$c\left(n\right)=2H\left(n-1\right)-\frac{2\left(n-1\right)}{n}$ (2)

Figure 1. Normal and abnormal points in iTrees.

In Equation (1), *E(**h(x))* is the average value of *h(x)* on the set of isolation trees.

$H\left(k\right)=\mathrm{ln}\left(k\right)+\gamma $ (3)

In Equation (3), $\gamma $ is Euler constant.

*h(**x)* is the height of *x* in each tree, and *c(n)* is the average value of the path length, which is used to standardize the path length *h(x)* of the sample *x*.

According to Equation (1):

$E\left(h\left(x\right)\right)\to c\left(n\right)$,*
$s\to 0.\text{5}$ *, the samples may not have obvious abnormal points;

$E\left(h\left(x\right)\right)\to 0$, $s\to \text{1}$, which can be regarded as abnormal point;

$E\left(h\left(x\right)\right)\to n-\text{1}$, $n\ge \text{1}$, $s\to 0$, can be regarded as a normal point.

According to the relationship between the number of iTrees and the average height of each sample point in the reference [8], it can be seen that when the number is selected within 10, the result is very unstable. When the number reaches 100, it tends to converge. Therefore, in this paper, the number of trees is set to 100, which can save system overhead while ensuring stable results.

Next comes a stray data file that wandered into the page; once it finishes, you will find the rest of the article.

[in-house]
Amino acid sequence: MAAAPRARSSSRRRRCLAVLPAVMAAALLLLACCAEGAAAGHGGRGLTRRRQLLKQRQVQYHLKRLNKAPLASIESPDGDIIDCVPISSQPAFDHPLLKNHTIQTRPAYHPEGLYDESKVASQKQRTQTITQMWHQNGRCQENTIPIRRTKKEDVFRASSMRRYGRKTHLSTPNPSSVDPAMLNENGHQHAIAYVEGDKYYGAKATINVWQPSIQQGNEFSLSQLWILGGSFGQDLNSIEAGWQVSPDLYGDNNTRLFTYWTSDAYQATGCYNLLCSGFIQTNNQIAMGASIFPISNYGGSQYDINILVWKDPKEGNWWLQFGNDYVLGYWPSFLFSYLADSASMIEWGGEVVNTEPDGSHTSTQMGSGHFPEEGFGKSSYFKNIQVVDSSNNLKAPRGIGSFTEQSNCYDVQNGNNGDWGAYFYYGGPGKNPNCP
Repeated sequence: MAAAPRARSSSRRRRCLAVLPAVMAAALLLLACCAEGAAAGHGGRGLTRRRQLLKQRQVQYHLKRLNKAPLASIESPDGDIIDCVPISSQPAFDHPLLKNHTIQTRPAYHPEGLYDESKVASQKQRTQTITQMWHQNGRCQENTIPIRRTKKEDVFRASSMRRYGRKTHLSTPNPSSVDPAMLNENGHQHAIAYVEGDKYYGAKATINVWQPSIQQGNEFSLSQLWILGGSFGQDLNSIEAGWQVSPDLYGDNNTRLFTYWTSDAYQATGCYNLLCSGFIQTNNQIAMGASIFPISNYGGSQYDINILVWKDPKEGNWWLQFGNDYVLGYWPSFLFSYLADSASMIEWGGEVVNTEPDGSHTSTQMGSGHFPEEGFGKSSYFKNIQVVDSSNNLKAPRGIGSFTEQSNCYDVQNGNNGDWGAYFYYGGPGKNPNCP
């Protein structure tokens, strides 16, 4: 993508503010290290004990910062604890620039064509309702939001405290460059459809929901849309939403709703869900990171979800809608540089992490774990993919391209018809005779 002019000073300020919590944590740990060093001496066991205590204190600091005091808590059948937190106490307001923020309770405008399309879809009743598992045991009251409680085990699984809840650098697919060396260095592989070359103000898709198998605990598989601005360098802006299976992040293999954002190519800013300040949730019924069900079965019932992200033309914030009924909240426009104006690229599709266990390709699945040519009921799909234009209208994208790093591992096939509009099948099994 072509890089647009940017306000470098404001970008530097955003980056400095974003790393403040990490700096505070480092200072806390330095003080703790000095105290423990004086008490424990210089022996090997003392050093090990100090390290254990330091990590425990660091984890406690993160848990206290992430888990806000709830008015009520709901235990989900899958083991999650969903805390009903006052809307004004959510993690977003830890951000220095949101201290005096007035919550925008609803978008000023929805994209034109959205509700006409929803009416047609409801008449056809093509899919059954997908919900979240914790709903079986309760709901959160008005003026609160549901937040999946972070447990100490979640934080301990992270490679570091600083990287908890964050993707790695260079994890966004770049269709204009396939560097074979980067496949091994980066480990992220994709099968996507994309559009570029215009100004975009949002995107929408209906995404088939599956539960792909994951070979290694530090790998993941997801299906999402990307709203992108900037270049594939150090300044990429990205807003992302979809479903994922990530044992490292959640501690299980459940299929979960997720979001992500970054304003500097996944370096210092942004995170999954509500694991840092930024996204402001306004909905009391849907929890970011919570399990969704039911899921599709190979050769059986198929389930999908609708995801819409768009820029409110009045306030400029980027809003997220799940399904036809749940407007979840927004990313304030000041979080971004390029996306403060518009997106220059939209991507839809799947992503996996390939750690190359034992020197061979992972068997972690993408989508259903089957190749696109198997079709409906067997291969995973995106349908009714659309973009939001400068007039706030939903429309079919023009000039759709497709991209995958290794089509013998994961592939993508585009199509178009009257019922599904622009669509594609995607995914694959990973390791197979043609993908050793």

2.2. BPSO

Particle Swarm Optimization Algorithm (PSO) originated from the analysis of bird foraging activities and simulates the foraging process of birds. The search space of the problem to be solved is regarded as the space where birds fly, and each bird is abstracted into a space without mass and size. Use this particle to represent a feasible solution to the problem to be solved. Therefore, the process of finding the optimal solution is equivalent to the process of foraging for birds.

In an initialized particle swarm, the position and velocity of each particle are randomly generated. The particle position represents the current solution, and the velocity represents the vector direction of the particle’s current solution and the next solution. In the solution space, the particles update the speed and position of each particle according to certain rules, so that each particle moves to the best position in its own history and the best position in the global history, so as to realize the evolution of the entire population toward the optimal direction [17].

Assuming that the dimension of the search space is *D* and the number of particles in the space is *N*, the position of the particles can be expressed as a vector:

${X}_{i}^{}=\left({x}_{i1}^{},{x}_{i2}^{},\cdots ,{x}_{iD}^{}\right)$ (4)

The flying speed of a particle can also be expressed as a vector:

${V}_{i}^{}=\left({v}_{i1}^{},{v}_{i2}^{},\cdots ,{v}_{iD}^{}\right)$ (5)

The optimal individual extremum of the i-th particle itself can be expressed as:

${p}_{best}^{}=\left({p}_{i1}^{},{p}_{i2}^{},\cdots ,{p}_{iD}^{}\right)$ (6)

The global optimal extremum of the entire particle swarm can be expressed as: